The Sounds We Really Dislike
Have you ever had a specific noise that just made your skin crawl but that same noise doesn’t affect other people? You may have Misophonia.
Misophonia is a condition where specific sounds trigger an intense emotional or physiological response. One example that immediately comes to mind is the response I have to the finger scraping across a chalkboard. It immediately makes my shoulders tense up, gives me a terrible feeling inside that can elicit anger, and even when the sound has stopped, I can still feel residual angst from the sound. If you find yourself unable to tune out particular sounds and it sends you into uncontrolled annoyance, you may have Misophonia. Chewing, breathing, tapping, gulping, fork scraping on teeth
and gum chewing come to mind in our household of six. These are a few common triggers that a majority suffering from this condition will find.
Misophonia is noted to be a rare condition that affects up to 200,000 people a year in the US. Although severe and extreme reactions to these sounds may be rare, I feel almost everyone has sounds that set them off. If all that is needed is a sound that will make you immediately have a reaction, then I think you can sign us all up for Misophonia.
However, this can be a serious condition that leads some to social isolation and compromises their ability to enjoy life. This could be the factors that separate what everyone feels to an actual diagnosed condition.
There has been recent research targeting causes for this condition. A particular British based study looked at 20 adults suffering with Misophonia and 22 without. They were all given the same groups of sounds, including some common trigger sounds (eating, breathing, gum chewing, tapping), some well-known disturbing sounds (people screaming, baby crying) and some neutral sounds (rain). Each person was told to rate the unpleasantness of the sounds. For those suffering with Misophonia these trigger sounds were noted as highly disturbing. Those without the condition did not.
Both groups recognized babies crying and people screaming at about the same level of unpleasantness and the neutral sounds were rated the same. This study concluded that there are specific trigger sounds that are common among those with Misophonia. It was also noted that those with Misophonia had much greater physiological signs of stress related to those trigger sounds. Trigger sounds could cause an increase in heart rate and sweating whereas those without the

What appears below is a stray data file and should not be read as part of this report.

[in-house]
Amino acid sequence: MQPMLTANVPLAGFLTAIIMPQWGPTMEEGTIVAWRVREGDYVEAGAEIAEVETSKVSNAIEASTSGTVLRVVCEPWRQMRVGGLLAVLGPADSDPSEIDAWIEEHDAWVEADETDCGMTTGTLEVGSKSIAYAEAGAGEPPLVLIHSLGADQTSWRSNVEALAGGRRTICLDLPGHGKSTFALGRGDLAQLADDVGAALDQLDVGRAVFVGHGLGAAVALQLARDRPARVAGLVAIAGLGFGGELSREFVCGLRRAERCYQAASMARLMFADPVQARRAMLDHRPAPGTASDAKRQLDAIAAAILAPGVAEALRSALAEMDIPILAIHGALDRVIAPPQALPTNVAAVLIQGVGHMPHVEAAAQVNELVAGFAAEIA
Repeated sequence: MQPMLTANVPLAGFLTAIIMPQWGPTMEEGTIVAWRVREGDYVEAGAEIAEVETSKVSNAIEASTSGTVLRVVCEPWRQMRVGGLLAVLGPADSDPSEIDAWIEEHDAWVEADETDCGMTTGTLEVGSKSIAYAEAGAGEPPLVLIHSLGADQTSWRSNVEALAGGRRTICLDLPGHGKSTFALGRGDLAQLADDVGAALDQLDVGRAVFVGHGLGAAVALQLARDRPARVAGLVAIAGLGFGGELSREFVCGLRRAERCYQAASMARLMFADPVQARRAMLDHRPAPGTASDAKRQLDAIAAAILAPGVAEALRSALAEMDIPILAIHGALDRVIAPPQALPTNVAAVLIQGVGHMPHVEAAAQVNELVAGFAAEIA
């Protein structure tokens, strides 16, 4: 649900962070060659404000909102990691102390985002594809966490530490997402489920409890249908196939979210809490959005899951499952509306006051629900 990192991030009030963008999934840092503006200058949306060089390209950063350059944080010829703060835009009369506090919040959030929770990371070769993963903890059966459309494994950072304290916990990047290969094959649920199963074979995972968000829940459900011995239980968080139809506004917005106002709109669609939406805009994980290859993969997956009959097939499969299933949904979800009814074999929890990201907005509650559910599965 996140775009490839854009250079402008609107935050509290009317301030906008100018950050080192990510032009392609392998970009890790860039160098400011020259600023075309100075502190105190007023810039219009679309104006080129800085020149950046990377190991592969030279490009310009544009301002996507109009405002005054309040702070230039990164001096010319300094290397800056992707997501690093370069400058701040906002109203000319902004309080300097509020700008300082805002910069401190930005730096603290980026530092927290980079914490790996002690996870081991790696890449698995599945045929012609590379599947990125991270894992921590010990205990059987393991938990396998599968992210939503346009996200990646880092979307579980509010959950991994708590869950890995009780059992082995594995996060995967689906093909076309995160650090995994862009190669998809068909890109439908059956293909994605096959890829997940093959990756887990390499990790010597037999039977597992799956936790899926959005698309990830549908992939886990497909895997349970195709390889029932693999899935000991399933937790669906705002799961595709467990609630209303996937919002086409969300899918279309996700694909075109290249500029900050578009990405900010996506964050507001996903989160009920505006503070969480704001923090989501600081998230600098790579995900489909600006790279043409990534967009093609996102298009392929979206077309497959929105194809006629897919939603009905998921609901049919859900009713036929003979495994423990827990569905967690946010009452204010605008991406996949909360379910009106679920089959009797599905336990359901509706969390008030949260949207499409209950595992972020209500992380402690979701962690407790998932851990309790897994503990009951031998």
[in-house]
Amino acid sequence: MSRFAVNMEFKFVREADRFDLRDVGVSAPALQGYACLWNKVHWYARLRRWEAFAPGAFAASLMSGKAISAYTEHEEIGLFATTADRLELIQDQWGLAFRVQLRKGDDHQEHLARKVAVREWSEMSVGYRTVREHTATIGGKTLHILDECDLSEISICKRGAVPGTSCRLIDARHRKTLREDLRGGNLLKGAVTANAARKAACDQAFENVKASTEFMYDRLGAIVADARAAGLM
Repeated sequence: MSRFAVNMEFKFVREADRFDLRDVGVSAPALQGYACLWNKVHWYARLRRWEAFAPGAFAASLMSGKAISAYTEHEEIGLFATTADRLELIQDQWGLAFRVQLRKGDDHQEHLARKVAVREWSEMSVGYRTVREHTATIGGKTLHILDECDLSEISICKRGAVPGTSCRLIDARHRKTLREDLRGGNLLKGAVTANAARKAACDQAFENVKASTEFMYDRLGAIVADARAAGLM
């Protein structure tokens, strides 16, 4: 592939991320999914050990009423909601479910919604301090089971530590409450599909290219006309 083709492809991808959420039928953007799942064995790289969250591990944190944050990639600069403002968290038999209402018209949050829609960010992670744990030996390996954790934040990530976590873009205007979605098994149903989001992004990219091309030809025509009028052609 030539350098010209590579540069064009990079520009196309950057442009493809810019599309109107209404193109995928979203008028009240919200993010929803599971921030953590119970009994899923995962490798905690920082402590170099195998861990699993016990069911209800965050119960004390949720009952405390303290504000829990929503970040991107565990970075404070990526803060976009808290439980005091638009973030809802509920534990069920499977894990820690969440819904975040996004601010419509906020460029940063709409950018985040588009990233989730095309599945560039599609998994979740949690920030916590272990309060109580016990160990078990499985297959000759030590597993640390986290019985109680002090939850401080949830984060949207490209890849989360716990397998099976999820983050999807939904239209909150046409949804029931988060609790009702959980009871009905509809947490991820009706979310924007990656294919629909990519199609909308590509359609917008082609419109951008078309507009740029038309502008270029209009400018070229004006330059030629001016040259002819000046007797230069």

condition did not suffer. The common disturbing sounds had no significant difference and were perceived equally by both groups, so what causes the difference?
To keep it simple, a specific area of the brain was found to play a role. It is a part that is involved in anger and mixing outside inputs (sounds) with inputs from organs such as the heart and lungs. This crossroad of the brain was looked at under special scans and found that during trigger sounds this area had more activity than the control groups. The increase of activity in this area co-activated parts of the brain responsible for long-term memories, fear and other emotions. This was the link between a normal dislike of those sounds and the strong emotional response.
This article is written by Aaron Workman, DC, one of the members of Chambers Medical Group’s team of car accident chiropractors who offer a variety of treatments and therapies ranging from diagnostic testing to various soft tissue therapies for car accidents and injuries in Kentucky.
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